Civilian John or Seán Jeremiah Kelleher

Civilian John or Seán Jeremiah Kelleher (aged 65) of Shanacloon near Ballyvourney  (Shanacloon)

Date of incident: 5 June 1921

Sources: Military Inquests, WO 35/152/59 (TNA); Register of Compensation Commission (Ireland) Cases of Private Persons (CO 905/15); Irish Bulletin 5:14 (June 1921); Ó Suílleabhaín (1965), 128-38, esp. 61, 131; Ó hÉealaithe (2014), 213, 275, 358.


Note: During a military roundup near Ballyvourney on the Cork-Kerry border British troops mistakenly killed the father of a local Volunteer. Ó Suílleabhaín recalled the tragic event many years later in Where Mountainy Men Have Sown: About a hundred yards from the bridge over the Sullane stood the cottage of Seán Jer, ‘the father of one of our best Volunteers’. He had a number of sons, none of whom were at home. A visitor to the village standing near the cottage ran away at the approach of the troops, and they opened fire on him. Though he escaped, ‘Seán Jer, coming out to drive his cow to safety, was himself mortally wounded’. See Ó Suílleabhaín (1965), 131.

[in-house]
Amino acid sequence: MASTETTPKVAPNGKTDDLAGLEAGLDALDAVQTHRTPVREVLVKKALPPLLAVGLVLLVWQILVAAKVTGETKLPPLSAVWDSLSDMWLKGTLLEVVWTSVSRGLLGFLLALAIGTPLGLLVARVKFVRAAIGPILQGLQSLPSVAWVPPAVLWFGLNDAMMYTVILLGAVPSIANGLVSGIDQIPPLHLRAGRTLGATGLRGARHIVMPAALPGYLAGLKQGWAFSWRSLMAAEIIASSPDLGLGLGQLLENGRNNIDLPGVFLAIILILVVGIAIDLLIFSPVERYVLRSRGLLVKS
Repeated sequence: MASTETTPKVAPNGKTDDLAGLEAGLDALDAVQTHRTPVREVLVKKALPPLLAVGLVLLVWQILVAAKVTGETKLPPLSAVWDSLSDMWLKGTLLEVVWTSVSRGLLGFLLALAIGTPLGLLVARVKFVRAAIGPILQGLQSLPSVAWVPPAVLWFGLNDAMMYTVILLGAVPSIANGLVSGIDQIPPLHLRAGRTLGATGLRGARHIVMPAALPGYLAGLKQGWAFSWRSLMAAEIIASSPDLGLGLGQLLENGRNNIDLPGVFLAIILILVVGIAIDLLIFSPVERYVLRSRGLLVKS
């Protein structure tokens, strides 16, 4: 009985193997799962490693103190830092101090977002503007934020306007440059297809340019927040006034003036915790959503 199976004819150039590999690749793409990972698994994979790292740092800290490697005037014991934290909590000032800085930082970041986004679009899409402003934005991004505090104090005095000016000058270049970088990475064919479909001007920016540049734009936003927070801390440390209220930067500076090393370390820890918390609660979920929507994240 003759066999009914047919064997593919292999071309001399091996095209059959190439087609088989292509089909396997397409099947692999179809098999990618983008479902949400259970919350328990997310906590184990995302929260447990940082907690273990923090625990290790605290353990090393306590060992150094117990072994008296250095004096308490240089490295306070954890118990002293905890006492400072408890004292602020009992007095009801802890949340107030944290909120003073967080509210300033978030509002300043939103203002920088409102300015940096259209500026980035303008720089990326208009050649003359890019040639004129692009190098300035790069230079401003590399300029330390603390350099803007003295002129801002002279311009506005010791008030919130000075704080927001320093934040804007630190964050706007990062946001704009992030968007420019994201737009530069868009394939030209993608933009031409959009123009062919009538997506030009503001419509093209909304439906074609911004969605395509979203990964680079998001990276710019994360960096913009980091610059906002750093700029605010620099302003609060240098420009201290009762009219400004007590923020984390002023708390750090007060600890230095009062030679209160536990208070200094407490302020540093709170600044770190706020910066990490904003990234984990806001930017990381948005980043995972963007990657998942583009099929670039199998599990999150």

The former Volunteer Jamie Moynihan recalled this death and also stressed the recklessness of British soldiers in firing at a local man named Murty Tim Twomey, who was out walking his dog but became afraid at the sight of the troops and ran into a grove of trees, where shots were directed at him. When Seán [Jeremiah Kelleher], who lived nearby in a roadside cottage, ‘heard the gunfire close by, he ran out to protect his little cow, which was grazing the roadside, but he was hit by a bullet and died a few days later.’ See Ó hÉalaithe (2014), 213. Kelleher died at the Mercy Hospital in Cork city on 9 June 1921. See Military Inquests, WO 35/152/59 (TNA).

In 1911 John or Seán Jeremiah Kelleher (then aged 52) was the father of five living children (seven born); he and his wife Margaret had two sons and two daughters who were then co-resident with them at Shanacloon, where Seán Jeremiah and his sons Jeremiah and Cornelius worked as agricultural labourers.   

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